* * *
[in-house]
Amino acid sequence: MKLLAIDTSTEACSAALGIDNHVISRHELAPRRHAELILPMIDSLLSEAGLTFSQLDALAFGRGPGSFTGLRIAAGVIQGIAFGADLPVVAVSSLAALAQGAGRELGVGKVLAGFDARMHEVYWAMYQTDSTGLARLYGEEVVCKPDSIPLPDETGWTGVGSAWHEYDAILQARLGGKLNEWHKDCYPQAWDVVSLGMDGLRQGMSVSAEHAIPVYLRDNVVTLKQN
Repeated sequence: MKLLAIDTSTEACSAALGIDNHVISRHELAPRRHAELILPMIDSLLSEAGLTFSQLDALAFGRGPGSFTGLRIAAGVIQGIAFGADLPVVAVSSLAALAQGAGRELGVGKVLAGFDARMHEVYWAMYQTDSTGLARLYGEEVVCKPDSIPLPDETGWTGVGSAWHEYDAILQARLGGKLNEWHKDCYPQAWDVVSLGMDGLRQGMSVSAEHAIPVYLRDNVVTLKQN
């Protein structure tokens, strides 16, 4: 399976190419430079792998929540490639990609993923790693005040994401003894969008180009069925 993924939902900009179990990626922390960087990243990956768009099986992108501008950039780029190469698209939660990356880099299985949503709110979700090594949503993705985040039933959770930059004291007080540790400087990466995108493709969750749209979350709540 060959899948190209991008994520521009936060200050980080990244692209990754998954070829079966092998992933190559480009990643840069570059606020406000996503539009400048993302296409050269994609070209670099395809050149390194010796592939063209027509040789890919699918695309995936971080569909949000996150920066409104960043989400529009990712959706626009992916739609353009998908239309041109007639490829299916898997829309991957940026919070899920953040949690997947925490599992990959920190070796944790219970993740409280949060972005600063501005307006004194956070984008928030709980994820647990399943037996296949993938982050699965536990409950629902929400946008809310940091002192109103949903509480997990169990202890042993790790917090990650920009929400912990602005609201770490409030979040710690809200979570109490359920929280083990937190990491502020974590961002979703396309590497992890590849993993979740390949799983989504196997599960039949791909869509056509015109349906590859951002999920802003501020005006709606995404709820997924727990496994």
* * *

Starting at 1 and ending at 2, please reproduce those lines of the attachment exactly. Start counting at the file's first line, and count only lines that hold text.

[in-house]
Amino acid sequence: MKLLAIDTSTEACSAALGIDNHVISRHELAPRRHAELILPMIDSLLSEAGLTFSQLDALAFGRGPGSFTGLRIAAGVIQGIAFGADLPVVAVSSLAALAQGAGRELGVGKVLAGFDARMHEVYWAMYQTDSTGLARLYGEEVVCKPDSIPLPDETGWTGVGSAWHEYDAILQARLGGKLNEWHKDCYPQAWDVVSLGMDGLRQGMSVSAEHAIPVYLRDNVVTLKQN